Having done four courses, each with several increasingly demanding parts, I know how much anxiety these can cause, more so where I have paid a fee to be part of the assessed cohort so that I get the most learning out of it and gain a certificate too. We don’t like being judged or criticised, so peer reviews need to be done with sensitivity and completely fairly. The instructions  for assignments are specific: whether an essay, proposal or project write up, or another piece of submitted work such as a photograph, the factors that will result in marks being awarded and carefully spelled out. The student must then trust his or her work to a fellow student. Being a global and open platform Coursera attracts everybody who has access to the Internet: young, old, English a second or third language, at High School or a post-grad (even doctoral research students boosting their ego or doing a refresher). Some people take the peer review more seriously than others: you’d be unlucky if more than one student gave no more than a cursory review and worse, if they marked your work down on a trivial technicality (or plainly get their review wrong). On the better courses, and all I have experienced on five different Coursera courses (each having between One and Five substantial parts) the multiple-choice quizzes are well written and thought through; what is more, when you redo the quiz if your score is too low you will at least find the questions are in a different order, and nay find some questions are even different – you can’t ‘game it’ by repeating the test over and over trying different combinations of responses. Students new to this kind of learning experience and to opening their minds (and to some their soul) to strangers, get agitated: they panic, they fret, they even become inpatient and angry. The educators who ‘wrote’ the course or the platform itself can come in for a lot of Schtick. 
Standing back from it all, were I advising a group of educators about to embark on the creation of a Massive Open Online Course (MOOC), I’d advise ‘tough love’ – some educators, through experience, and by their nature, might be like this anyhow. It does no one any favours to produce a course where any component may be deemed at best ‘edutainment’ and at w0rst ‘amateurish’ or plain wrong.

‘Tough love’ gets results and in the longer term is what the student and educator wants. In a different field, coaching swimmers, something that grew out of helping out at a club where my kids were learning to swim competively, it has taken me a while (over ten years) through training and experience, to deliver ‘tough love’ whether the swimmer is 8 or 18. Unlike in an online course, in these live situations I can respond to strengths and weaknesses, spot failings and go back. Crucially where something isn’t getting the results I need I can call upon a collection of approaches. They cannot progress until they can do a thing correctly. Likewise, online, the smarter courses, blocking the way to advancing, will send a student back to review a part of the programme that ought to help them with an answer they are failing to get right. Better still the student is offered a different way of seeing the problem; the better courses providing more than just a reading list – they link to a specific paper, or book, or video.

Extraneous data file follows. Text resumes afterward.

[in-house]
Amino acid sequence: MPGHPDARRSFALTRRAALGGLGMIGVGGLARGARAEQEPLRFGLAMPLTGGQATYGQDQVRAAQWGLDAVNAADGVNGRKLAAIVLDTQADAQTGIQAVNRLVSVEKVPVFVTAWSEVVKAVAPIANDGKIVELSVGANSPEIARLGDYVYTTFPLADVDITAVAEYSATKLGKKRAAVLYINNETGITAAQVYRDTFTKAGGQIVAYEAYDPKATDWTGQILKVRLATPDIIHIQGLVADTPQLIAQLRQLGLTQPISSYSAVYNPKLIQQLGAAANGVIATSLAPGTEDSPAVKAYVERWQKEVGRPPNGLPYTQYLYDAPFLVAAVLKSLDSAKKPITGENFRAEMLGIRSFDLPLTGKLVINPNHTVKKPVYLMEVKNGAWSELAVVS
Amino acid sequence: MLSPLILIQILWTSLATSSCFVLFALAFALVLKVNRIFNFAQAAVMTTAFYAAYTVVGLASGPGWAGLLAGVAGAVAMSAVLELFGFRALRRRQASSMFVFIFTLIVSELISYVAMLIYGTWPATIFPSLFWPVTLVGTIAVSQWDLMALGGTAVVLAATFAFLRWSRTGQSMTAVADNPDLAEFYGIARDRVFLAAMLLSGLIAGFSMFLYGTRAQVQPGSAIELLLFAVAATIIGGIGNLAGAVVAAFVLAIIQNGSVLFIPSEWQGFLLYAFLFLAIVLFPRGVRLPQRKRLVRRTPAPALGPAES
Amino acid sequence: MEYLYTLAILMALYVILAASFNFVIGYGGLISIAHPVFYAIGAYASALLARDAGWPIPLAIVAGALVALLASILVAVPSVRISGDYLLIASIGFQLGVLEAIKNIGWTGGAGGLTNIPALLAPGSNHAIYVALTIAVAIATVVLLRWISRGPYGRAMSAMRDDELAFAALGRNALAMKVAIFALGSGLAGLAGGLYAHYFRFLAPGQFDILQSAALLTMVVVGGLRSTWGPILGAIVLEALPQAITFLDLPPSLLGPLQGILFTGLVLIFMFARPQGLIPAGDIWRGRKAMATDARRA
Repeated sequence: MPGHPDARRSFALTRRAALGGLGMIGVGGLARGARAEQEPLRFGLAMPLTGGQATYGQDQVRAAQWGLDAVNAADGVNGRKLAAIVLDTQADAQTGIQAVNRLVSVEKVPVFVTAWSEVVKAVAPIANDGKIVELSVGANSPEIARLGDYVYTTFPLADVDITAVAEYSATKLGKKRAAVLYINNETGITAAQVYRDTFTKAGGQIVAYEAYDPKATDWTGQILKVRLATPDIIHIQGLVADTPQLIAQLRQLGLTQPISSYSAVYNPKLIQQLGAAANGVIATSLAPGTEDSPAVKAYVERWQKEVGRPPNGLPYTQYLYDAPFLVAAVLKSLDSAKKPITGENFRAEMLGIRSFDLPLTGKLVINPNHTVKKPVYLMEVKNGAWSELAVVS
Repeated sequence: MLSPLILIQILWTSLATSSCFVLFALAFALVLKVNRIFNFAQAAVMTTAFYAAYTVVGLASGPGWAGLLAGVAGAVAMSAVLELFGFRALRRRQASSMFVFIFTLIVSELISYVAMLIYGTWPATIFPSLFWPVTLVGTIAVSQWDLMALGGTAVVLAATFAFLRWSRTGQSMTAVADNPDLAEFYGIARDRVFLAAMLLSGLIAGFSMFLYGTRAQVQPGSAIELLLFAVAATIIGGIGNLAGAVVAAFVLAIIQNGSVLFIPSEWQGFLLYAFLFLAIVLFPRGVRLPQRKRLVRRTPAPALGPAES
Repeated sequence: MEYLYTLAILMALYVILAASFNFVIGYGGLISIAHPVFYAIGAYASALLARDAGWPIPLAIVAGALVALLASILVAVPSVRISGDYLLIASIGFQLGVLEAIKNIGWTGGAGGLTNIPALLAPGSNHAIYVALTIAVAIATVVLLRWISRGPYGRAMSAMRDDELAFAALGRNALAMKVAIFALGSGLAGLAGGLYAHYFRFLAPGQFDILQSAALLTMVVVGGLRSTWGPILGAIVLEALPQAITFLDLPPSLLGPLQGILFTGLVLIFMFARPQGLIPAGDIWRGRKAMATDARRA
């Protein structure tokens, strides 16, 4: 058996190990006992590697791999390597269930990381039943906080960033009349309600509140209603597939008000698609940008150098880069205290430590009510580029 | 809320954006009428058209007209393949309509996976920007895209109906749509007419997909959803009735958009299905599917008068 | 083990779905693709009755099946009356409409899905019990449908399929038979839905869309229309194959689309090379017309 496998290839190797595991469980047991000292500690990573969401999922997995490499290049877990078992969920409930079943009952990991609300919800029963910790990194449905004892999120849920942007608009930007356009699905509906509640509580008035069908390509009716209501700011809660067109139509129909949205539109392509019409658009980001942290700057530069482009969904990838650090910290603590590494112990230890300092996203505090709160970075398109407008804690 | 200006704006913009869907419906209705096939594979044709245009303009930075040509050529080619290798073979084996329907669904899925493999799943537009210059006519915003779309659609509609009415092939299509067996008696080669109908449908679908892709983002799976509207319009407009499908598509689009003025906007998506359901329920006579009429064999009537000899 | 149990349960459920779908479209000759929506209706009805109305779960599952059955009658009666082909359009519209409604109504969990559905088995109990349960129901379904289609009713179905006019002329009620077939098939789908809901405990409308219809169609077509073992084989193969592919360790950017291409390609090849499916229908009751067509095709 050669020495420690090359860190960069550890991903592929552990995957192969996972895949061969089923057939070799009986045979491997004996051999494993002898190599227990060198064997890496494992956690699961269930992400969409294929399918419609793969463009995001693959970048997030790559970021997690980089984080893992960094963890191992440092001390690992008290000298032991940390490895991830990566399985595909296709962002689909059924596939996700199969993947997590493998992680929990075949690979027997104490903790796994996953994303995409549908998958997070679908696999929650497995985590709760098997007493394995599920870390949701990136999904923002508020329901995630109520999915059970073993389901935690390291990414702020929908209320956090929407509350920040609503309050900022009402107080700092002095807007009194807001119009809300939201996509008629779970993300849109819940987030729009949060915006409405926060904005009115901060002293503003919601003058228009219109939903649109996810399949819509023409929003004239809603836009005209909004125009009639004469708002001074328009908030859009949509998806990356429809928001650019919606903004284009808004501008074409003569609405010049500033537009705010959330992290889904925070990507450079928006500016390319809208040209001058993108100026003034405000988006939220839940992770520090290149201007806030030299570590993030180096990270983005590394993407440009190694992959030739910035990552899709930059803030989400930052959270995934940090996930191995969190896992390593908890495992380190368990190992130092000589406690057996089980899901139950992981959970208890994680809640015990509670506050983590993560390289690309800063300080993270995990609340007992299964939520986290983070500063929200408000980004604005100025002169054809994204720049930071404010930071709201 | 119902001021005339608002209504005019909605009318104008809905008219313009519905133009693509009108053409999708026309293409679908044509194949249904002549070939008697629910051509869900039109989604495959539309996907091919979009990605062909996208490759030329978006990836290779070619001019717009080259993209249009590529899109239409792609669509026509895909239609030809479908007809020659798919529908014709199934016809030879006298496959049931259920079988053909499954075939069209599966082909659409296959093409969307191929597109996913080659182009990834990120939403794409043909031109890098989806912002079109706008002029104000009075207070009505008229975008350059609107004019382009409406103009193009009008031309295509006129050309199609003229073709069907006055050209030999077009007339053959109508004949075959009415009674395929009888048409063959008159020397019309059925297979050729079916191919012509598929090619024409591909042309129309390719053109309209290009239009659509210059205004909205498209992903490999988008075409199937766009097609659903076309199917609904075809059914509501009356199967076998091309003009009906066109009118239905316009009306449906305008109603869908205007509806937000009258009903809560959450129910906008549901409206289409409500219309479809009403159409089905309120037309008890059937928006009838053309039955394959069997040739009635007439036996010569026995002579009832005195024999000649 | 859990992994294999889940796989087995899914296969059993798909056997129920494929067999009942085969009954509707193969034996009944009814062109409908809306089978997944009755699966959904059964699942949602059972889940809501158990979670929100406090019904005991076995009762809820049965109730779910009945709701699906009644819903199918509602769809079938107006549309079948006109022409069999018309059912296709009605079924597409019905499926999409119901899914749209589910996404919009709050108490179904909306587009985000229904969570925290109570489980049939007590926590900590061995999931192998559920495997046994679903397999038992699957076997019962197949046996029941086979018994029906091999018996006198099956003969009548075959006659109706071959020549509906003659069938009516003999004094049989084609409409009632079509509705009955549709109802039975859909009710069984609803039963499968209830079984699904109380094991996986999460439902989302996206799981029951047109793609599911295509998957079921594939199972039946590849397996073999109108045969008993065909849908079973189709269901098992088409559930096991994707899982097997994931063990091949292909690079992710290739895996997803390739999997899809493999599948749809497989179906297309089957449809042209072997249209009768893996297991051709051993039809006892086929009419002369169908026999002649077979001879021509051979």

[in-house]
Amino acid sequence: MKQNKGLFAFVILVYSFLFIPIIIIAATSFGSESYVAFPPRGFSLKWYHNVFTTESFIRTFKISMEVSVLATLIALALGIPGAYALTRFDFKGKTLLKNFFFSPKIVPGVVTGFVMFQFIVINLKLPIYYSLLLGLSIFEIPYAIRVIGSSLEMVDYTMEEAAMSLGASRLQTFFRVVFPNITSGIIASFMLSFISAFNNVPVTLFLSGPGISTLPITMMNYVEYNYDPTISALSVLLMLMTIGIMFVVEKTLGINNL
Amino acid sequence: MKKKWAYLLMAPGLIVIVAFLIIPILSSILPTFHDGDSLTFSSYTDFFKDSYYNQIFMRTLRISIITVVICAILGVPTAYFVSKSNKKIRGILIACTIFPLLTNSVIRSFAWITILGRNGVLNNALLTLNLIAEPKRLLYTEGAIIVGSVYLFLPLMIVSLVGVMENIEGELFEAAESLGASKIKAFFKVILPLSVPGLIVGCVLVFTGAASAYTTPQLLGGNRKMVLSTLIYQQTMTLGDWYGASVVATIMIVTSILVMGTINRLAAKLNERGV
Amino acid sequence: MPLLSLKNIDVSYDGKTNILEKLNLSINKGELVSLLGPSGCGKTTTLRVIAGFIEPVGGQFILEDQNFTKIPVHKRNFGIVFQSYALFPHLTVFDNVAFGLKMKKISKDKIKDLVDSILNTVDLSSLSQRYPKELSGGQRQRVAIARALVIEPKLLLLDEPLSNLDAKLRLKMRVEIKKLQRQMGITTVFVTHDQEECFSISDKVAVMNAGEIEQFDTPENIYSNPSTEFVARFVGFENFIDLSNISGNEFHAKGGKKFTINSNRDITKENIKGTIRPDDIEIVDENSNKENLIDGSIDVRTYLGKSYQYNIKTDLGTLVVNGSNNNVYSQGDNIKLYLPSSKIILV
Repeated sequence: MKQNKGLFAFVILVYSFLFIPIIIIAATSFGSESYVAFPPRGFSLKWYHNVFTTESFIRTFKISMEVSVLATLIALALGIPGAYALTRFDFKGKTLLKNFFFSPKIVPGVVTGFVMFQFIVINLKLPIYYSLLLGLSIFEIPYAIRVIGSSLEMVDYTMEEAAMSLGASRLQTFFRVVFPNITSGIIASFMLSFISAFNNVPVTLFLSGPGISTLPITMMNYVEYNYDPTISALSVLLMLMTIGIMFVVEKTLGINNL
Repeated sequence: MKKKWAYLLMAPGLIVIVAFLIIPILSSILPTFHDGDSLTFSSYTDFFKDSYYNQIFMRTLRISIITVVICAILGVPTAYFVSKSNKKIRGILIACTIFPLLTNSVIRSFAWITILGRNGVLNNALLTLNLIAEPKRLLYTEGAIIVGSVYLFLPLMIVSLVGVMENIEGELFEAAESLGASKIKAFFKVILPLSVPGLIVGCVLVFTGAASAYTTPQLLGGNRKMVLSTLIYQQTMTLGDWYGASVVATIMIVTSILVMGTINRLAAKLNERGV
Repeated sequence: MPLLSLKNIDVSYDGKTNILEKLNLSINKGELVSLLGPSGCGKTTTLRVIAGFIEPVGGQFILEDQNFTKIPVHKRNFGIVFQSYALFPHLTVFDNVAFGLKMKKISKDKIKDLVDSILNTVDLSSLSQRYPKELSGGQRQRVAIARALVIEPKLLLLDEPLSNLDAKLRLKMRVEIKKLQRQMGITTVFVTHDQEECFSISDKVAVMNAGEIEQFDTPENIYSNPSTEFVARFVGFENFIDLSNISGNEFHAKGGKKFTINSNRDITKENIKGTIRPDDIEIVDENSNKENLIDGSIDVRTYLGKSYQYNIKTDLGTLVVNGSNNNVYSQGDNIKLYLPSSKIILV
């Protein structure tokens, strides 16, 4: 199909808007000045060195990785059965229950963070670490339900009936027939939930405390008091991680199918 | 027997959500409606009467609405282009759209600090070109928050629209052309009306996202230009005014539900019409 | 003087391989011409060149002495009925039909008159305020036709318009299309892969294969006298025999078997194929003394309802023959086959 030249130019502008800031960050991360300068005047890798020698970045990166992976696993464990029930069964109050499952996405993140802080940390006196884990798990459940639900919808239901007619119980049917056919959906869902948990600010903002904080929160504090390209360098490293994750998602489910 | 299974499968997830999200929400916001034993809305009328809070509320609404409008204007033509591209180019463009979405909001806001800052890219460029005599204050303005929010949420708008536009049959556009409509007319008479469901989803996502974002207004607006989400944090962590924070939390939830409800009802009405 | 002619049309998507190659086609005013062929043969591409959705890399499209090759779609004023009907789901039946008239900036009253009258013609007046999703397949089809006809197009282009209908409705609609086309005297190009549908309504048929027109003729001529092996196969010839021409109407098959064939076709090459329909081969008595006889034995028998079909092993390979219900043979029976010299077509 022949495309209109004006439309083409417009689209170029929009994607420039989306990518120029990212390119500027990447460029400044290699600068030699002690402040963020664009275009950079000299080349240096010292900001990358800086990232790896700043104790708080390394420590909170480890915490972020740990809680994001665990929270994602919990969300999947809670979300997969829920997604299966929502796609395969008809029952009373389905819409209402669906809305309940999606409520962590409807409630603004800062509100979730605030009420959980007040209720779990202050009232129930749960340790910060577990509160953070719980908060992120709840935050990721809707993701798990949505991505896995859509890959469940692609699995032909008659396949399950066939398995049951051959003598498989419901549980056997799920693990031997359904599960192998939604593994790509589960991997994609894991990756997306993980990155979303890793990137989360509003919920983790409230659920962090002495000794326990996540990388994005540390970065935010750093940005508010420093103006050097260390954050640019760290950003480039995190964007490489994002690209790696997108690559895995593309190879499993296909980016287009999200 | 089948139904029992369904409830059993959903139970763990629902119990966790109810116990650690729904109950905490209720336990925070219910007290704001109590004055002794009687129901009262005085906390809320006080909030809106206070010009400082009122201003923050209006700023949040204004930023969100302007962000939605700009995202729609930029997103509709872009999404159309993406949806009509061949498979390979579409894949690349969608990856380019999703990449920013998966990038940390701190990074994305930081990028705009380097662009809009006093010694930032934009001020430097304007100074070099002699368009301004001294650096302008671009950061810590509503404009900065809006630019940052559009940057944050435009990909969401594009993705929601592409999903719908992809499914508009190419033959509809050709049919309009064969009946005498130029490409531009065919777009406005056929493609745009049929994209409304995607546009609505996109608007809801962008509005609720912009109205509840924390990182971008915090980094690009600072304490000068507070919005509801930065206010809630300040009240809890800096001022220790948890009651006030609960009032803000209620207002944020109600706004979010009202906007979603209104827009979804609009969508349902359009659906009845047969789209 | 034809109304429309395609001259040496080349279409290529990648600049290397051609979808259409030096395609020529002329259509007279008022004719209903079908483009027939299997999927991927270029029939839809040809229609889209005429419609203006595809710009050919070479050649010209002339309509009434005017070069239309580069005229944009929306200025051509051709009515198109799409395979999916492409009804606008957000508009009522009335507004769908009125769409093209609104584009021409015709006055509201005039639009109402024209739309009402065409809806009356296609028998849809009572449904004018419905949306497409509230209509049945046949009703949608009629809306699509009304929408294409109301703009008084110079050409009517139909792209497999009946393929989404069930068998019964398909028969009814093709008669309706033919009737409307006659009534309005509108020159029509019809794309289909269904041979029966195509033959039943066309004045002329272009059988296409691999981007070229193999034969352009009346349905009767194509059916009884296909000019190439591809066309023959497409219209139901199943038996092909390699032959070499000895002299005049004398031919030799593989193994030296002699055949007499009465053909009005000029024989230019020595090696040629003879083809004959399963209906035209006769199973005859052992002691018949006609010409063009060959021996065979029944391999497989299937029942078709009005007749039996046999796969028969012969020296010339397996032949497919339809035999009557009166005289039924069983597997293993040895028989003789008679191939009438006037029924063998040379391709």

A few times, taking a series of courses on ‘Search Engine Optimisation’ I became stuck and had to go back over two weeks of material and find a different person giving a different explanation before the ‘penny would drop’ – it really was a moment of enlightenment, and getting the quiz score from something like 4/16 to 11/16 gave me such a great sense of achievement that I persevered until I settled for 15/16. I have to trust the designers and writers of the course than 16/16 is possible : students can get online and blame the course, not themselves, for being unable to ‘meet the grade’. Shame on the educators if they have made a mistake. Best practice is, in any case, to use information on any sticking point and go and fix it. It was one of the earliest findings shared by Daphne Keller in her TED lecture on the first course offered on Coursera that with tens of thousands of students the data would identify spots where the educators weren’t teaching something very well – too many students were making the same error to blame them so they went in and fixed it.

 I like the idea of building a course as best you can and then using the learning stats and student experience to go back and fix problems and make improvements: you build an obstacle course for the brain, but it is no good if too many people fail where they shouldn’t. Nor is it of any value to make it so easy to render the course worthless. I know Courses, entire platforms, that are educationally valueless ‘edutainment’, PR for the educational institution –  a taster of a campus based course. learning is not viewing: a timeline that indicates that you have clicked through 50% of the material is not worthy of a pass. Being flippant with a formative quiz is not funny; I’ve seen ‘educational’ quizzes where, like in a TV gambit aimed to get tens of thousands of punters wasting £1 on a punt the right answer is blindingly obvious from a choice of three. And paying to study at postgraduate level where 40% is the pass rate is so indulgent as to be diminishing of the institution.

The ‘toughest love’ is the examination hall; the ‘toughest test’ the real world. Would you want to be seen by a doctor whose course work in training repeatedly only scrapped above a 40% grade? And if the ‘learning’ was so easy did much go in and stick? 

At school, and since, the educators I have most admired were always the toughest: their demands and expectations were high. However ignorant you were, if you stuck at it and showed willing they got you over the bar, they’d never lower it. 

Watching TV you sit back and let it wash over you; you may even fall asleep. Learning on an interactive platform, as you should do in a lecture or tutorial, and certainly when writing an essay or sitting an exam, you ‘lean forward’ – you engage the brain – the harder you are made to think, the greater the struggle, the more likely you have learnt something lasting and of value on which you can build.